Labour child benefit cap leads to questions over new powers


  By Anne-Marie O’Donnell
There have been calls for urgent clarification from Labour on whether further powers for Scotland will include control of child benefit after shadow chancellor Ed Balls pledged to cap payments in a speech to the Labour party conference.
In his speech, the shadow chancellor vowed to continue a Tory cap on child benefits to 2017 if Labour get into government in the 2015 general election in a bid to reassure markets and investors that the party will balance the country’s books through more austerity.

The commitment to continue the one per cent cap on child benefit introduced by George Osborne has led to concern from opposition parties that the policy, on top of a period of austerity which has seen foodbanks spring up across the country, will hit families even further.

Following Labour’s anti-independence coalition with the Conservatives and Liberal Democrats, which saw all three parties vow that Scotland would be given significantly more devolved powers if Scots voted against independence, the SNP has called on Balls to clarify whether or not Scotland will have its own control over child benefit.

SNP MSP Stewart Maxwell said: “In the last few years, we have had cuts on top of cuts from the Tories.  And it is clear that this will continue to be the case no matter what government we have in Westminster after next May’s general election.

“Labour’s proposal to cut child benefit in real terms would hit families across Scotland in the pocket – at a time when many are already suffering at the hands of Tory cuts.

“Over the past year, the number of people using foodbanks has rocketed by 400 per cent.  Westminster has proved time and time again that it cannot be trusted to look out for the vulnerable.  For this reason, welfare needs to be devolved to Scotland.

“However, the reality is that Labour’s devolution commission proposals completely fail to outline what welfare powers they would devolve to Scotland – and make no mention of child benefit.”

Balls’ speech came just days after 45 per cent of people in Scotland voted to break away from the union.  According to a Lord Ashcroft poll, a quarter of No voters ranked the promise of more powers as a significant part of their decision on how to vote.  However, since the referendum, the UK’s three main parties have been accused of stalling on the promise, and calls for clarity on which powers will be devolved to Scotland have grown louder.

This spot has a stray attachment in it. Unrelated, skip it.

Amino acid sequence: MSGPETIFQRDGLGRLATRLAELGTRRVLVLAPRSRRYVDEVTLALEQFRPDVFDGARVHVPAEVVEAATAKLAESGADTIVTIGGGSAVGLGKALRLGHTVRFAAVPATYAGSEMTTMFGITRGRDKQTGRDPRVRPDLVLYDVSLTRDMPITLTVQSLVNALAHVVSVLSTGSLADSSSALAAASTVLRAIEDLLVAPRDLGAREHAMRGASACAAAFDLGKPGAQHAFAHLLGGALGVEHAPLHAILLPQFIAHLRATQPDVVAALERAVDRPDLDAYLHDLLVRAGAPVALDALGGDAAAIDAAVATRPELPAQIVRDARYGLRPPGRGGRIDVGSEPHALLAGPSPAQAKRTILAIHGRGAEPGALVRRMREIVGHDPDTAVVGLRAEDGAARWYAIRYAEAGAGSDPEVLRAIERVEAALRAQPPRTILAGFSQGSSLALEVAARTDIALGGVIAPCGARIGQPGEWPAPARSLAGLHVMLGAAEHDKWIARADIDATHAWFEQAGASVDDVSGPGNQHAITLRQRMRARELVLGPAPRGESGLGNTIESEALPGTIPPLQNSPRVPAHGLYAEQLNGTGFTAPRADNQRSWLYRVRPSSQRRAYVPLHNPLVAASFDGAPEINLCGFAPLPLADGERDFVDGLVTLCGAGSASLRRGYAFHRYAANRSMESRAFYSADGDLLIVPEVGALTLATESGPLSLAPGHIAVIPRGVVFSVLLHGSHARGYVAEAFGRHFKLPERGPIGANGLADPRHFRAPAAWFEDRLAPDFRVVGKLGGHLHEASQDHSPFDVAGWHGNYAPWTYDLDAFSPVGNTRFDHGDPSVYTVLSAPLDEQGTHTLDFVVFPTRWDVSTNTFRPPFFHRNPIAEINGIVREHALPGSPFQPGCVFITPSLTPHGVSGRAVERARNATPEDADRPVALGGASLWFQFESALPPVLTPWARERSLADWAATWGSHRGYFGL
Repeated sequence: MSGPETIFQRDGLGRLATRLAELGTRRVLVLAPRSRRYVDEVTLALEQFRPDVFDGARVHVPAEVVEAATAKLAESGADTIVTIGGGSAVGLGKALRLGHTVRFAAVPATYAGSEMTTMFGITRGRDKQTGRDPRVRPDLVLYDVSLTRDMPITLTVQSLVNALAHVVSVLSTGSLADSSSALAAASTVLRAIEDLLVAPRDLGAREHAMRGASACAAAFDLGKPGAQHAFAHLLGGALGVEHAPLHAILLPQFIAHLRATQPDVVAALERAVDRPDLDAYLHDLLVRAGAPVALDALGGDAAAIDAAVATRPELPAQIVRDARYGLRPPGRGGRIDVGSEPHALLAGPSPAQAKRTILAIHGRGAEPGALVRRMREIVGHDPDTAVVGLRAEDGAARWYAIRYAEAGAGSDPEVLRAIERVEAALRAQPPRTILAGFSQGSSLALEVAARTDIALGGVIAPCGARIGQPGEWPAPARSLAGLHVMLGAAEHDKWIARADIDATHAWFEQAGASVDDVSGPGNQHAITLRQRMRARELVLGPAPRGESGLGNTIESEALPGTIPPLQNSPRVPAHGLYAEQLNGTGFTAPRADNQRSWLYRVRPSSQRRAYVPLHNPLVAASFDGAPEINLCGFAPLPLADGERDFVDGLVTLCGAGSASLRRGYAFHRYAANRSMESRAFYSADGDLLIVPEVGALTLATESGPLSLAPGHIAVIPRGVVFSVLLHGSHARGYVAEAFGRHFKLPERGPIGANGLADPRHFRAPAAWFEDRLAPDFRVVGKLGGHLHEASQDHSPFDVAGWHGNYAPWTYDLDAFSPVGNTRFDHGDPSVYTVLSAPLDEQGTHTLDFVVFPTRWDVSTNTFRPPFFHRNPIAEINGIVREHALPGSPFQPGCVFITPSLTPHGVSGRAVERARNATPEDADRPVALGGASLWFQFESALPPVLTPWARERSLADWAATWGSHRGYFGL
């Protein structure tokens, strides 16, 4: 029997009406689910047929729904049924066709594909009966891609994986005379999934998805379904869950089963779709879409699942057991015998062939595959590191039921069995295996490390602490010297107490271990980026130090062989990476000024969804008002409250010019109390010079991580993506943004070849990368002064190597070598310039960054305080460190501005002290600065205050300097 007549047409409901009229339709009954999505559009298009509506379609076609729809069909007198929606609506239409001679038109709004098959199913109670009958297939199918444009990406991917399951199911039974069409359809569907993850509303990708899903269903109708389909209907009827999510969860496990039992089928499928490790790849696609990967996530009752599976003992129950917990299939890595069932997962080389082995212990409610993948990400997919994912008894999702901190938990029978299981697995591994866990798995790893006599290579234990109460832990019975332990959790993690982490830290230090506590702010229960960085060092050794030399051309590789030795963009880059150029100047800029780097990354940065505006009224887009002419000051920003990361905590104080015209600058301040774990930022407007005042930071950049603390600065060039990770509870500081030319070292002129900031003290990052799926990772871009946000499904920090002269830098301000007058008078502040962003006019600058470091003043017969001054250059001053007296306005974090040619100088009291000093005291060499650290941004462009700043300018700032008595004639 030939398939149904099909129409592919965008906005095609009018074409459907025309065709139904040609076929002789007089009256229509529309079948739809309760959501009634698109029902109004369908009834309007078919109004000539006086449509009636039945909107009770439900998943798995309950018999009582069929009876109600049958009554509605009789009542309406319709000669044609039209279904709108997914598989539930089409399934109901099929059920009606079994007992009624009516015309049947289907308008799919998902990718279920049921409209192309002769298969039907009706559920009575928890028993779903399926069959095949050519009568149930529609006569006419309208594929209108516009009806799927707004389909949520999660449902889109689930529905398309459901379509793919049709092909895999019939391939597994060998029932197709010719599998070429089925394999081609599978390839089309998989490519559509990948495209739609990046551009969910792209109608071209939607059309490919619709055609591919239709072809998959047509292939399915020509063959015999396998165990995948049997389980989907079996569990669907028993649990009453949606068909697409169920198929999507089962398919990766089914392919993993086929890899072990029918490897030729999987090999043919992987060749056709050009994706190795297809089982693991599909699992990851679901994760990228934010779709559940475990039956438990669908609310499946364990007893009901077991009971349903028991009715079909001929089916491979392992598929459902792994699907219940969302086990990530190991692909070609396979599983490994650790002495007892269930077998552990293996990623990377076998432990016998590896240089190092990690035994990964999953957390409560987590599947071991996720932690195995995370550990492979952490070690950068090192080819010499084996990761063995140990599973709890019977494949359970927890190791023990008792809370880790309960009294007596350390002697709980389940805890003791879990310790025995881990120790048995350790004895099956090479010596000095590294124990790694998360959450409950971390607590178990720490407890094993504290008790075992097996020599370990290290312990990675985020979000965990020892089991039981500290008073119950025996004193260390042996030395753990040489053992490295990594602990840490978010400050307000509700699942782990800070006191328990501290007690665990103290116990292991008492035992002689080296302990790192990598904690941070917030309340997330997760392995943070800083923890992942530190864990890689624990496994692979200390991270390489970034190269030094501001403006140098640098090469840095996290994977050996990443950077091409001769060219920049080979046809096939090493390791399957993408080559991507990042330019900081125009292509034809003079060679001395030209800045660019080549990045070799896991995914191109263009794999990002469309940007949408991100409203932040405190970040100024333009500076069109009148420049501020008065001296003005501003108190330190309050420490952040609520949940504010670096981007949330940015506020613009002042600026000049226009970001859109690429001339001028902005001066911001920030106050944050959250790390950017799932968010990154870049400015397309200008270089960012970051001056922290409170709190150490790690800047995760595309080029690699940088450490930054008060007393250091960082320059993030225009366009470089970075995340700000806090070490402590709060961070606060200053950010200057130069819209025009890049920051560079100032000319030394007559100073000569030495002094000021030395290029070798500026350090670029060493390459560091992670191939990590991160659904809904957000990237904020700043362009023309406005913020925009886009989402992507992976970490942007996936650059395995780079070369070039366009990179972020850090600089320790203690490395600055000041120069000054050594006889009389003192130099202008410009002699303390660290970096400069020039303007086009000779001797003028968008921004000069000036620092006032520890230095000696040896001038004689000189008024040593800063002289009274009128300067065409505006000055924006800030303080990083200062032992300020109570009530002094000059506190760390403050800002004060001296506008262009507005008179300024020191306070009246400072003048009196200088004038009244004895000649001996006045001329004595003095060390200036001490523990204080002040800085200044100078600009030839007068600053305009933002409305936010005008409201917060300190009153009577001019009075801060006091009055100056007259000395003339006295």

Maxwell added that Balls’ decision to rule out borrowing in order to fund capital investment shed serious doubt on claims of borrowing powers due to go to the Scottish parliament.

“Ed Balls’ statement that he would not increase borrowing to fund capital investment also raises questions about the effectiveness of the borrowing powers that are already supposed to be coming to the Scottish parliament,” he said.

“The Labour party need to remember that 45 per cent of people in Scotland voted Yes last week – and polling has shown that a further quarter of No voters cast their vote in the expectation that substantial further powers would be devolved to Scotland in the coming months.

“The Westminster parties must now honour their commitment on further powers to the people of Scotland – and the first thing they must do is outline exactly what powers they are proposing for the Scottish parliament.”

Since the referendum there have been worrying signs for Labour in Scotland after the party failed to convince many of its core support to back No.  Today it emerged that nearly 17,000 people have joined the SNP, and according to deputy leader Nicola Sturgeon many are former Labour supporters. 

The Green Party and the SSP have also seen a significant boost in applications to join their respective parties, indicating the high engagement of the Scottish people in the political process is set to continue post-referendum.